A statement forwarded from the U.S. Olympic Committee said it had gotten confirmation Bibles would be allowed. Officials said the report apparently stemmed from a “miscommunication” between a journalist in Italy and the organizing committee.

Just a day earlier, U.S. Sen. Lindsey Graham, R-S.C., called the Chinese ambassador in Washington on the carpet for the report of the ban.



Chinese Christian reading the Bible

The CNA report said Bibles would be among a list of “prohibited objects” for athletes, even though U.S. Olympic Committee officials confirmed to WND that typically the only banned items would be those that present a “security risk,” such as the items banned from airliners.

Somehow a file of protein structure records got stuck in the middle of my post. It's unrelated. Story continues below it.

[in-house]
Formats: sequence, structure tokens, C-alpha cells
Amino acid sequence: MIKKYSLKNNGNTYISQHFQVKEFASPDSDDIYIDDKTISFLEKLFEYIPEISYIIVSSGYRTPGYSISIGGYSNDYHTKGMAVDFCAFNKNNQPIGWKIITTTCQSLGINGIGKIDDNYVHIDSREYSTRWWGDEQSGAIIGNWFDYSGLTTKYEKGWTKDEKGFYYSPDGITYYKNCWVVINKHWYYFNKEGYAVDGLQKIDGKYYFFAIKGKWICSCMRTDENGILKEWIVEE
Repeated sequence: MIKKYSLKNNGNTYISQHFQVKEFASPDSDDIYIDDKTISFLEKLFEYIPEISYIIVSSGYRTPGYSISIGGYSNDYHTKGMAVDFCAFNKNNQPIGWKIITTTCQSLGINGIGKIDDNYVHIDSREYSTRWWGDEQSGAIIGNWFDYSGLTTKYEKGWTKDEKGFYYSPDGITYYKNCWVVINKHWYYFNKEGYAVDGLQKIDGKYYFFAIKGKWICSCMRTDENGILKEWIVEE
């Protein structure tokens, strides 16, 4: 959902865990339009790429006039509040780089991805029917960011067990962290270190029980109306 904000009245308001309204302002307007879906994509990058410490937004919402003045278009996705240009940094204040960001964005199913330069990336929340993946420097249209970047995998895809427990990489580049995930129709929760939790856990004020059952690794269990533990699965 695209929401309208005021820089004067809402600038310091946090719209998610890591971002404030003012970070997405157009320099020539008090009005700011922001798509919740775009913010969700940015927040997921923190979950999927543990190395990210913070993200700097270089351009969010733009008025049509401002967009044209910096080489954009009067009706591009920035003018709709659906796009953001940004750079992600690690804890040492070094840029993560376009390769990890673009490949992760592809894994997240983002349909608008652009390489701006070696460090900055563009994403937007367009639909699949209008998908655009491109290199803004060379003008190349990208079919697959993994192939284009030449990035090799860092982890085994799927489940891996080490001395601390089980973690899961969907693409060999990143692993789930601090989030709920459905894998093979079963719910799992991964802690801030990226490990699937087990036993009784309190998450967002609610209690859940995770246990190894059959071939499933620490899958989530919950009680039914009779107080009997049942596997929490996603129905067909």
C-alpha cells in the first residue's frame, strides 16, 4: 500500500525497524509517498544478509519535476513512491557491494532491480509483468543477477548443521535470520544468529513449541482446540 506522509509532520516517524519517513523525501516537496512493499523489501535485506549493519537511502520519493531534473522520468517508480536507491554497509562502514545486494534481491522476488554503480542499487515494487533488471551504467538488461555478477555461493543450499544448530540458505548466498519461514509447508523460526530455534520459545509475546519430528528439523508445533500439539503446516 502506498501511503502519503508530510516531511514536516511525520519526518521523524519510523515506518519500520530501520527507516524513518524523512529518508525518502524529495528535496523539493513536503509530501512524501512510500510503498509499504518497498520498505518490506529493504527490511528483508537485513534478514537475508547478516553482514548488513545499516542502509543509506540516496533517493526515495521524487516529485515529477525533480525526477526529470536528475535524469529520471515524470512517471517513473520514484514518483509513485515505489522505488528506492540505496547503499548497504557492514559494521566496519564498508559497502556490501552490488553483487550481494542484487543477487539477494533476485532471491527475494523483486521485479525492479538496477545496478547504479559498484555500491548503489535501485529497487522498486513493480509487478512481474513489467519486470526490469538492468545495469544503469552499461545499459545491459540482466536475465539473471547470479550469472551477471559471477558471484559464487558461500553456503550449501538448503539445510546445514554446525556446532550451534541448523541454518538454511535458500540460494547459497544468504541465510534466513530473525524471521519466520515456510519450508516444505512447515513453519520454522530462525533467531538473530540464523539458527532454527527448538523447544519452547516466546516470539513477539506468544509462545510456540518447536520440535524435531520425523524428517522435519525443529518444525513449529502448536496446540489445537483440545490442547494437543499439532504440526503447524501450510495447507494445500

“I can’t think of a worse decision for the communist Chinese government to make,” Graham told Fox News.

He said if such a report had come in about one of America’s allies, it would have been dismissed out of hand.

“The fact that we’re not sure (about the report) says a lot about China,” he said. “This issue could resonate in a way to harm U.S.-China relationships.”

Graham said his concern was increased by the ambassador’s response.

“He couldn’t tell me no. He couldn’t say, ‘Sen. Graham, this is crazy,'” Graham said.

If the policy hasn’t yet been adopted, but is being considered, he said, it should be “taken off the table.”

Another congressman, Thaddeus McCotter, R-Mich., took to the floor of the U.S. House to denounce the ban plan and introduced a resolution condemning the attack on Christianity.

“As the world stumbles toward the communist propaganda extravaganza labeled the Beijing Olympics, somewhere Chairman Mao is looking up at us and laughing,” he said.